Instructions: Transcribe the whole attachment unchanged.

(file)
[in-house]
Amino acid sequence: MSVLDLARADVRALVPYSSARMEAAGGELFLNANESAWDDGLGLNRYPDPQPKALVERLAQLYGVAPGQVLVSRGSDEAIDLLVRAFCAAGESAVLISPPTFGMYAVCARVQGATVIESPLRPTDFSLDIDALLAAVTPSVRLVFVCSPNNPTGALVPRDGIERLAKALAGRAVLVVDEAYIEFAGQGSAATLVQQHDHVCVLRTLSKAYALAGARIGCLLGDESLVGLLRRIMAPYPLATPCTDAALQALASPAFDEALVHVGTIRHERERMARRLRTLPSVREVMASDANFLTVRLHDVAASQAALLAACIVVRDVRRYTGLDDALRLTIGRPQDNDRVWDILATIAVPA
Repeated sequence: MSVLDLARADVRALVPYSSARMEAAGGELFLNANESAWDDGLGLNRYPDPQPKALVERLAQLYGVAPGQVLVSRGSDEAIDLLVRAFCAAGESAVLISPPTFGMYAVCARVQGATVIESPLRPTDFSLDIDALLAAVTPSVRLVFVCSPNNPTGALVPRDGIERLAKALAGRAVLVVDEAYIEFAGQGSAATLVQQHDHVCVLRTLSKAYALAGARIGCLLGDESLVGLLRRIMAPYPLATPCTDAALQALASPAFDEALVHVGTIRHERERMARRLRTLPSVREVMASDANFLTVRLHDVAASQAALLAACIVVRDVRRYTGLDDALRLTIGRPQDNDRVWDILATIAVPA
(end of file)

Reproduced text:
[in-house]
Amino acid sequence: MSVLDLARADVRALVPYSSARMEAAGGELFLNANESAWDDGLGLNRYPDPQPKALVERLAQLYGVAPGQVLVSRGSDEAIDLLVRAFCAAGESAVLISPPTFGMYAVCARVQGATVIESPLRPTDFSLDIDALLAAVTPSVRLVFVCSPNNPTGALVPRDGIERLAKALAGRAVLVVDEAYIEFAGQGSAATLVQQHDHVCVLRTLSKAYALAGARIGCLLGDESLVGLLRRIMAPYPLATPCTDAALQALASPAFDEALVHVGTIRHERERMARRLRTLPSVREVMASDANFLTVRLHDVAASQAALLAACIVVRDVRRYTGLDDALRLTIGRPQDNDRVWDILATIAVPA
Repeated sequence: MSVLDLARADVRALVPYSSARMEAAGGELFLNANESAWDDGLGLNRYPDPQPKALVERLAQLYGVAPGQVLVSRGSDEAIDLLVRAFCAAGESAVLISPPTFGMYAVCARVQGATVIESPLRPTDFSLDIDALLAAVTPSVRLVFVCSPNNPTGALVPRDGIERLAKALAGRAVLVVDEAYIEFAGQGSAATLVQQHDHVCVLRTLSKAYALAGARIGCLLGDESLVGLLRRIMAPYPLATPCTDAALQALASPAFDEALVHVGTIRHERERMARRLRTLPSVREVMASDANFLTVRLHDVAASQAALLAACIVVRDVRRYTGLDDALRLTIGRPQDNDRVWDILATIAVPA